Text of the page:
Support must be for all, not just a selected few

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Losing your job is devastating at the best of times, but to be laid off just before Christmas no doubt adds more stress at an already-stressful time in people’s lives.

But if that’s not bad enough, to then find yourself without the support offered to people in a similar position, but who worked for a larger company, must be hard to swallow.

This week, Galashiels community councillor John McLaren called on Scottish Borders Council to do more to support workers who are made redundant.

His plea comes just weeks after 14 people lost their jobs when the national electrical firm Comet closed in the town.

It transpired that due to the relatively small number of staff who found themselves out of work, no support was available to them. Scottish Borders Council and the Scottish Government will only step in when it is a significant employer that is set to close.

The decision is difficult to understand considering the services are in existance, just not the means to access them. We all pay taxes, so why not?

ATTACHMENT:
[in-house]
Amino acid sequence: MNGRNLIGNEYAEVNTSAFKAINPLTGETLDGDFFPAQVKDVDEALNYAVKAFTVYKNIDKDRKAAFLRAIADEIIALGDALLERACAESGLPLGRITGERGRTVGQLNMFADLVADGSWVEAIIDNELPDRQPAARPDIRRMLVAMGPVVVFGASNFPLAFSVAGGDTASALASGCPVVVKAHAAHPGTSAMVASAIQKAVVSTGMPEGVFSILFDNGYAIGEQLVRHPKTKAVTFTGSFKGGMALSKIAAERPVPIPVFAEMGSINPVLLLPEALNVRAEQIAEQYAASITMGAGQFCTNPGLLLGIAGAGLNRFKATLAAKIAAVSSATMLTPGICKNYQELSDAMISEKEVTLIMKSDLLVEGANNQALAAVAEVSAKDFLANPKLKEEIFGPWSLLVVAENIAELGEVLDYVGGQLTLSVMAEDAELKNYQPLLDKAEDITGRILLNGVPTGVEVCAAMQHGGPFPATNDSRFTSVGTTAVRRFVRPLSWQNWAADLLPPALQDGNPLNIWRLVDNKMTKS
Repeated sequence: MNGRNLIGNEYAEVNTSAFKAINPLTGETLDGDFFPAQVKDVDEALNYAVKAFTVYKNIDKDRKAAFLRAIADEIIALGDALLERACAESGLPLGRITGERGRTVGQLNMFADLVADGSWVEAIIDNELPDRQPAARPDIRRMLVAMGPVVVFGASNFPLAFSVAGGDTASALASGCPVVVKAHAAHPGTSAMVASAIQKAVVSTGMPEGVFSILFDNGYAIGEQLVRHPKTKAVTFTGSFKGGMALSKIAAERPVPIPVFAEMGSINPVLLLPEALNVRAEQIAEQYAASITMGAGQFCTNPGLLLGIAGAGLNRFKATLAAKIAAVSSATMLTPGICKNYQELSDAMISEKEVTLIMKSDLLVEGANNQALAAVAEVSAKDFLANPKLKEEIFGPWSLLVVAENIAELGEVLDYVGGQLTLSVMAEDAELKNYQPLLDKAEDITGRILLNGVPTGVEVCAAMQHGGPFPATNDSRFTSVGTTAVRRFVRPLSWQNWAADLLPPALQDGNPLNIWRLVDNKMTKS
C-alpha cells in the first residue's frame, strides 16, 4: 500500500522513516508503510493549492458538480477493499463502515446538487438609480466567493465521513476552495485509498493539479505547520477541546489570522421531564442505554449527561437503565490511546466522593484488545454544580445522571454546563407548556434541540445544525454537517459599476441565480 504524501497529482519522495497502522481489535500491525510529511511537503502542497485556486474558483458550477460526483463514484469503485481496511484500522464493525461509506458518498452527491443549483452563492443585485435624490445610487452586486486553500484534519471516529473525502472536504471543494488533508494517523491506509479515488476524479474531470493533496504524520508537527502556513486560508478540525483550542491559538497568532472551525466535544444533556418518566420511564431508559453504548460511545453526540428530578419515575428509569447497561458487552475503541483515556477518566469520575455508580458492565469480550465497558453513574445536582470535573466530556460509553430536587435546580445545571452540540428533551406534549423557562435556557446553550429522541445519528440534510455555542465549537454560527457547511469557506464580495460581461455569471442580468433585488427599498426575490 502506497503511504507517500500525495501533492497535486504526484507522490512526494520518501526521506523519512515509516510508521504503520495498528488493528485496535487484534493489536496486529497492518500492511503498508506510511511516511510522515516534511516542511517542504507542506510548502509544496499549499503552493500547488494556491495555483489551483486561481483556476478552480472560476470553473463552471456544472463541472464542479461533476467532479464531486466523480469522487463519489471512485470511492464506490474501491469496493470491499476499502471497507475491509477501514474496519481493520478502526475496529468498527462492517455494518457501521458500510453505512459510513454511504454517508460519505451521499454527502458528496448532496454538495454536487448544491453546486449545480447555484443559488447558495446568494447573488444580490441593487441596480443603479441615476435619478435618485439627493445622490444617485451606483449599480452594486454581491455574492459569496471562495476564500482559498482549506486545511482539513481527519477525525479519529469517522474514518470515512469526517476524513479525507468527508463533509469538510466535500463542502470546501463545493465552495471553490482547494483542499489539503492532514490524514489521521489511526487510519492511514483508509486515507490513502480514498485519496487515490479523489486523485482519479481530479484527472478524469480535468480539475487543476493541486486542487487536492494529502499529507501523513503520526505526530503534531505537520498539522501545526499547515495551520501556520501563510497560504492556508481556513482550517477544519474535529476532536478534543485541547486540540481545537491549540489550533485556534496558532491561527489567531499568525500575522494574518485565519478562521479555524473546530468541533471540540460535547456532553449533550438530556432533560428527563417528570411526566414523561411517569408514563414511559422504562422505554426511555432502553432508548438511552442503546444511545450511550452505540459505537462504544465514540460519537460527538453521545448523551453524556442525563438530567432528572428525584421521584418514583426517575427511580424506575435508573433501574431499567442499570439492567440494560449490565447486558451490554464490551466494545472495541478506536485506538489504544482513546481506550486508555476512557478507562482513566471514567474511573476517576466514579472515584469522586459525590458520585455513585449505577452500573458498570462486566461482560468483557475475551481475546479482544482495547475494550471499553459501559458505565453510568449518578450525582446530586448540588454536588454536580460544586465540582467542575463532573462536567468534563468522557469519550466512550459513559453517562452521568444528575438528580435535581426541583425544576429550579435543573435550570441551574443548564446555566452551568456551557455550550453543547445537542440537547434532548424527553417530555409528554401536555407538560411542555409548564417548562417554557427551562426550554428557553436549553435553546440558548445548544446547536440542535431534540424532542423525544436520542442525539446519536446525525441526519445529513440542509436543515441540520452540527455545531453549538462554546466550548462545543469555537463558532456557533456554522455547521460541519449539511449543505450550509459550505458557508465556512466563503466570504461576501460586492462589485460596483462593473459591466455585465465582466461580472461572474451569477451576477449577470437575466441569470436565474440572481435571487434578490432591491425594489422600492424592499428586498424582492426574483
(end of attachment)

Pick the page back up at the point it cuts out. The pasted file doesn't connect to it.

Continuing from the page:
If the services are there, how difficult would it be to ensure the information is available to everyone? Instead, people who are already shellshocked are left fretting over what to do next.

In the current climate, it is highly unlikely this will be the last instance of this happening and the current position surely discriminates against Borders employees compared to those who work in the city.

This region is full of small rural businesses employing small numbers of workers, and this must therefore put the majority of our workforce at risk of being left out in the cold if the worst happens and they lose their jobs.

We know finances are tight, but surely there must be someone out there who can come up with a relatively cheap and cost-effective plan to ensure that existing support is available to all.